We headed for Arches National Park early and were among the first people to enter the park. This was fortunate since the temperature climbed to well over 100 degrees Fahrenheit under a cloudless sky and relentless sun.
There are separate "districts" in Arches National Park. We did not get to visit all of them but we did view three different type of arch.
We left Moab early and headed north on US 191 towards I-70. We then headed west towards Green River where we stopped for fuel and lunch. It turns out to be a very good thing that I refueled. We would need all the fuel we could get later that day.
The country between the US 191/I-70 junction and Green River is hauntingly stark. It is comprised mostly of lava beds and is desolate and unattractive. I drove faster than my normal 80mph in order to get to our next turn-off as quickly as possible, hoping that there would be a scenery change. We turned south on Utah 24 and passed along the San Rafael Reef. It is along this stretch of highway that we drive past the ugliest mountain range I have ever seen. There is absolutely no color to these rocks, unlike the rest of the Southwest, where the rocks are tinged colorfully with reds, greens, and browns. These mountains are a monochromatic gray.
After driving 45 miles without seeing so much as one other vehicle on this road we roared into the town of Hanskville. Jane warned me just in time about possible speed traps, and I slowed to a crawl just as we rounded a corner and saw a local cop parked next to the road with his radar microwaving us. He looked disappointed that he didn't nail me, and I find it positively incredible that he would sit there and wait for a lone car to come by. Remember, we did not see another vehicle the entire length of this road, and this is rare, even in the desert southwest. As a matter of fact, I am often suprised, and disappointed, when we drive what we think are remote highways, only to be held up by long lines of cars and RVs.
At Hanksville Utah 24 turns west and is joined by US 95 from the south. We were headed for Capitol Reef National Park and the town of Torrey beyond, where we planned to overnight. The scenery improved here, probably because the highway parallels the Fremont River. When we arrived at Capitol reef we discover that you cannot see anything of significance in the park without hiking. There are no road tours here. That's good, since it leaves uncrowded areas for the young and physically fit to explore. Reluctantly we continued on towards Torrey and our motel.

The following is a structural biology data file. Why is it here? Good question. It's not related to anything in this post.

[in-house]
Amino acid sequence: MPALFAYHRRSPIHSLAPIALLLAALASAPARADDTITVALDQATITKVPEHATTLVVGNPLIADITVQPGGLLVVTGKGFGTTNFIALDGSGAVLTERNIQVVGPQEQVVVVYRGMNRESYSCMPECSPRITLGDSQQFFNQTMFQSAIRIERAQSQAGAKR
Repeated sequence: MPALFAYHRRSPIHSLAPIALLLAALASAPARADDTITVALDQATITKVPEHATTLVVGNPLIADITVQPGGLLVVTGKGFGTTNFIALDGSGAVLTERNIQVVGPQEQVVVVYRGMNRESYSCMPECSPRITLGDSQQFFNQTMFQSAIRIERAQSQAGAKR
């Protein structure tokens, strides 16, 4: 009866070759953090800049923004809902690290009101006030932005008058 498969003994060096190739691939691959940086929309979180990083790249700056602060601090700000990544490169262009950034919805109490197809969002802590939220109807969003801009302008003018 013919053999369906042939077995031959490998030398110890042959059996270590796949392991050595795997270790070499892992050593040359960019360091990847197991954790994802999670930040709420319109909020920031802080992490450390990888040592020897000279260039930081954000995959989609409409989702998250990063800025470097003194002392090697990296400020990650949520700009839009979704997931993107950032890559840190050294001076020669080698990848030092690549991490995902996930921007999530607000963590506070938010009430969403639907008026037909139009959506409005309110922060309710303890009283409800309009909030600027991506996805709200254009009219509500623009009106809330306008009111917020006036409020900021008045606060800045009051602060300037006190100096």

Checking into the motel began what became a frustrating odessey that would see us drive further looking for a motel room than we had driven all day up to this point. The rooms had just been renovated, and the smell of paint and new carpeting was overwhelming. There was no way we could have stayed in that room so we asked to be moved to the unrenovated part of the motel. It turned out that was not possible, so we threw our bags back into the Vette and headed for another motel. The only problem was, there were no other motels within a hundred miles. Jane got out the AAA tour book for Utah and searched for motels in the vacinity. We stopped at a tiny General store to use the pay phone to call for reservations (this was pre-Flip-Phone). After a lengthy search, Jane discovered that the only place with vacancies was the town of Panguitch, over 133 road miles away.
We headed south on Utah 12 for what turned out to be an odd journey. I was driving fast because I do like to drive after dark. The chances of striking an animal, and probably a rather large animal, are very good in this region of open ranges, and especially so after dark. But the scenery was positively gorgeous, and constantly changing.
We climbed and descended mountains and saw large numbers of deer grazing along the road. They were sometimes on the road, and I was thankful for the Corvette's big brake rotors, Bosch ABS, and Goodyear GS-C tires. With the sun rapidly setting, we thundered over one mountain range after another headed toward Bryce Canyon National Park. We passed through the towns of Boulder, Escalante, Henrieville, and Tropic before reaching Bryce Canyon. It was at this point that I was thankful I topped off the tank in Green River: we did not see a single gas station until we arrived in Panguitch. I have rarely been so glad to see a small town in my life as I am to see Panguitch.